Malta – COVID-19: Limited Entry and Work Permit Services, Tax Implications
Malta–Tax Implications of Limited Entry/Work Permits
Malta’s government has announced a number of measures with respect to travel to Malta and work permits for non-European Union (EU) nationals. Also, visa services have been suspended, until further notice. Moreover, there is a temporary suspension of the issuing of permits in respect of new work/residence applications. And, any travelers that do enter Malta by means of air and sea are to observe a mandatory self-quarantine period of 14 days.
Malta’s government has announced a number of measures with respect to travel to Malta and work permits for non-European Union (EU) nationals.1 These steps are primarily designed to help control and prevent the spread of COVID-19 and mitigate the economic and social impact of unemployment due to the pandemic.
WHY THIS MATTERS
The imposition of quarantine and travel restrictions will impact on employers and their globally-mobile employees between Malta and countries around the world.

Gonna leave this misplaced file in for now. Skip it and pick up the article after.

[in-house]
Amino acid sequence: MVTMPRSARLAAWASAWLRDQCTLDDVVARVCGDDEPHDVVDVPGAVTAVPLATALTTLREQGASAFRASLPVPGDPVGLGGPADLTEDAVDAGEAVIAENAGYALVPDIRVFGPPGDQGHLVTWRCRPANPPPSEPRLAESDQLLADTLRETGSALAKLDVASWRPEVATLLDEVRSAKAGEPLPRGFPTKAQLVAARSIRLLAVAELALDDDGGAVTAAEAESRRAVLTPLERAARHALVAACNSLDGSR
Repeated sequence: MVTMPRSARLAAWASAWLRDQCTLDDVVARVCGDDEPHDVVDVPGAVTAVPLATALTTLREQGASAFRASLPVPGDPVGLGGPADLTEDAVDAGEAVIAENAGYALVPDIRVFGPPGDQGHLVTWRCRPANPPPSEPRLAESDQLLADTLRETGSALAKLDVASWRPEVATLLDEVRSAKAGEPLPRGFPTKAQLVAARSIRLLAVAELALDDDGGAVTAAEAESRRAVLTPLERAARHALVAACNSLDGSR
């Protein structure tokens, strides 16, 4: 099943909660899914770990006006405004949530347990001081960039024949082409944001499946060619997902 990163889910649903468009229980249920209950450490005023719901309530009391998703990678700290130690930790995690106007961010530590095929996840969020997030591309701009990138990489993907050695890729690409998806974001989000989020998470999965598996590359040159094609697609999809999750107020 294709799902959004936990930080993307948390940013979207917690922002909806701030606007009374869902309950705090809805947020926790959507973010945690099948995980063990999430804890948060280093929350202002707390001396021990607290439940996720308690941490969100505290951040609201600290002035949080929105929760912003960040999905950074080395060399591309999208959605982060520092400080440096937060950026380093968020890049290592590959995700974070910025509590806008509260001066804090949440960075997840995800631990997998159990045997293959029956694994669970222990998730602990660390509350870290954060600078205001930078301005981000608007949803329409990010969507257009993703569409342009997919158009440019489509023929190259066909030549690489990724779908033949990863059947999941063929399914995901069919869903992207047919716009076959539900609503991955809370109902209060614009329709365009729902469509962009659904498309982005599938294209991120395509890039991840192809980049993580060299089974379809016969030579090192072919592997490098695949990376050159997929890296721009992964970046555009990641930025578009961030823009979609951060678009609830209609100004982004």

With the closure of visa / work permit application offices in some cases, limitation of services offered to the public in others, both businesses and individual applicants will be affected in a number of ways. Some of the immediate impacts are:
- The start dates for individuals who are intending to come to Malta to work are most likely to be delayed, or no longer considered eligible for a work permit unless the revised thresholds are satisfied;
- International assignments are likely to be delayed or cancelled; and
- Visa applications that are currently being processed will be delayed or halted.
Until the government decides it is safe to rescind or roll-back current restrictions, extensive remote working is a “best practice” for globally-mobile employees, to the extent possible, and is a way for employers to foster the safety of their employees and help ensure business continuity.
Announcement 1 – Mandatory Quarantine
Effective 17 March 2020, all travelers entering Malta by means of air and sea are to observe a mandatory self-quarantine period of 14 days. The Malta Police Force is conducting random spot checks and anyone in breach of the rules is subject to a fine of €3,000 per offence.
Also, a fine of €10,000 has been introduced for individuals who are found in breach of instructions to self-quarantine issued by the health authorities.
Announcement 2 – Suspension of Visa Services